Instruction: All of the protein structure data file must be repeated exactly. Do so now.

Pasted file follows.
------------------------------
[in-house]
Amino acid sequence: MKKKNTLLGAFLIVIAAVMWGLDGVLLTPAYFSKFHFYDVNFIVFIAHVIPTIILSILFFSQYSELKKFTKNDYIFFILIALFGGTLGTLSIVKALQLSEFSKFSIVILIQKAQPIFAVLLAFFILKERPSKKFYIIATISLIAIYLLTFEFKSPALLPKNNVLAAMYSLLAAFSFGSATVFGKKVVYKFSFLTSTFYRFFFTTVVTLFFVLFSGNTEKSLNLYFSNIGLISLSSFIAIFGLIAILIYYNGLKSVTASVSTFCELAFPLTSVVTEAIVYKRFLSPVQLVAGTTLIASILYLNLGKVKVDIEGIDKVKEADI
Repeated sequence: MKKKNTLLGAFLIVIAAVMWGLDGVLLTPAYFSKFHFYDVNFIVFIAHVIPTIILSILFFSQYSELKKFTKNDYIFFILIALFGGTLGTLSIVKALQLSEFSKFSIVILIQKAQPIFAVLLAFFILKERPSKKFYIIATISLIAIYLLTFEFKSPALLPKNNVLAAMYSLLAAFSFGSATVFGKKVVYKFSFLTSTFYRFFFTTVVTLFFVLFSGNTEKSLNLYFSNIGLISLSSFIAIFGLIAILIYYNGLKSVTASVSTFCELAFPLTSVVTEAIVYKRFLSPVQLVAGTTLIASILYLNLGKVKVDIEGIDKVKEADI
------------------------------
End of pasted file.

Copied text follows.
[in-house]
Amino acid sequence: MKKKNTLLGAFLIVIAAVMWGLDGVLLTPAYFSKFHFYDVNFIVFIAHVIPTIILSILFFSQYSELKKFTKNDYIFFILIALFGGTLGTLSIVKALQLSEFSKFSIVILIQKAQPIFAVLLAFFILKERPSKKFYIIATISLIAIYLLTFEFKSPALLPKNNVLAAMYSLLAAFSFGSATVFGKKVVYKFSFLTSTFYRFFFTTVVTLFFVLFSGNTEKSLNLYFSNIGLISLSSFIAIFGLIAILIYYNGLKSVTASVSTFCELAFPLTSVVTEAIVYKRFLSPVQLVAGTTLIASILYLNLGKVKVDIEGIDKVKEADI
Repeated sequence: MKKKNTLLGAFLIVIAAVMWGLDGVLLTPAYFSKFHFYDVNFIVFIAHVIPTIILSILFFSQYSELKKFTKNDYIFFILIALFGGTLGTLSIVKALQLSEFSKFSIVILIQKAQPIFAVLLAFFILKERPSKKFYIIATISLIAIYLLTFEFKSPALLPKNNVLAAMYSLLAAFSFGSATVFGKKVVYKFSFLTSTFYRFFFTTVVTLFFVLFSGNTEKSLNLYFSNIGLISLSSFIAIFGLIAILIYYNGLKSVTASVSTFCELAFPLTSVVTEAIVYKRFLSPVQLVAGTTLIASILYLNLGKVKVDIEGIDKVKEADI